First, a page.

I must say however, I am not at all on the Stallman bandwagon. I want to abolish software patents as much as anyone, and in fact have a MORE radical perspective against all intellectual property compared to FSF….However, I do not think that end-users must sacrifice a functional system to use Linux, any more than a cancer partient should be expected to refuse proprietary drugs on principle. No doubt our financial crisis would be lessened if we could produce open source drugs for cost without giving so much to the drug and insurance corporations….and intellectual property is responsible for us spending thousands on a drug that costs pennies to produce. We would all be better off without software patents, but is depriving our users of codecs and drivers the way forward to attaining that? I think not.
The last time I tried Mageia 1, my wifi did not work. Installing the better video card driver was not an easy process. I could not view youtube videos as I was accustomed to in Linux Mint. I could not view several movies that I downloaded from TPB….movies I had every right to download and watch.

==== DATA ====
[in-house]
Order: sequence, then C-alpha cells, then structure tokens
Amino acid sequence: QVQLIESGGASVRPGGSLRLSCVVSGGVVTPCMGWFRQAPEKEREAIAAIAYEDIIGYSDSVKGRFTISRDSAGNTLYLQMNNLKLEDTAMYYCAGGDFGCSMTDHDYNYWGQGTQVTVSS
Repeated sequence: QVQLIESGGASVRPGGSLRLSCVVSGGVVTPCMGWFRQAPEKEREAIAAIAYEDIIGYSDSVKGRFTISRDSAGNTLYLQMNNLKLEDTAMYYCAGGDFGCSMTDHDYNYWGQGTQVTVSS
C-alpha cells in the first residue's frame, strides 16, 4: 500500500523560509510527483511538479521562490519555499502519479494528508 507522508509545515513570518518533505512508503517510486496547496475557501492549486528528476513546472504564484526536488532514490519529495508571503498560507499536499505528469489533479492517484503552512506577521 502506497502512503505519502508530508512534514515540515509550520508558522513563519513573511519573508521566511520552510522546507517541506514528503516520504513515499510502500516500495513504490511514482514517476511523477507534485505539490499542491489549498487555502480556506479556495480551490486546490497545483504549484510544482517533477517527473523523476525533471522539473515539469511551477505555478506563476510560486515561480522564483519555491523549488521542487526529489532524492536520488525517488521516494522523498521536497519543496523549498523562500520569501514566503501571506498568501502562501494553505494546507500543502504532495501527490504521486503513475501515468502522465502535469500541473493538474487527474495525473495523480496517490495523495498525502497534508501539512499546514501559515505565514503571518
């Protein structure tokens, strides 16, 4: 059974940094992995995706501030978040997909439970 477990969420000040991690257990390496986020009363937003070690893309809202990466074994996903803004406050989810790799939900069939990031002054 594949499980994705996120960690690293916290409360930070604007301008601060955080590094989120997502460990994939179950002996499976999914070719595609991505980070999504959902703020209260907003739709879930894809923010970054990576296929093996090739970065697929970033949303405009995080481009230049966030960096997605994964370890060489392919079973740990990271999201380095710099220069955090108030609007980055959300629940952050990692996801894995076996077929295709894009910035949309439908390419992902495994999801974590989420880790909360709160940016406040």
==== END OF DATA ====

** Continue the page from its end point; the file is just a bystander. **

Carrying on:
No ‘free software’ distro is going to attain mainstream status until it supports 98% of most users hardware out of the box. That was one of the major strengths of Mandrake/Mandriva, that things ‘just worked’…..though I do not support charging $50 for a proprietary ‘package’, but I will donate to a project that shares it for free.
Allowing non-free codecs to exist in a hidden repo, like vanilla Debian Linux, is not good enough if you need those drivers to access lan or wifi in the first place…or to clear up video driver issues. The automatic hardware configuration of Kanotix/Knoppix, Chakra, Manjaro, Sabayon and others is what makes them really user friendly distros. Installing a proprietary video codec in Federoa is a royal pain, which is why I will never use their distro….one reason anyway. I would use FusionOS because it already has that stuff out of the way.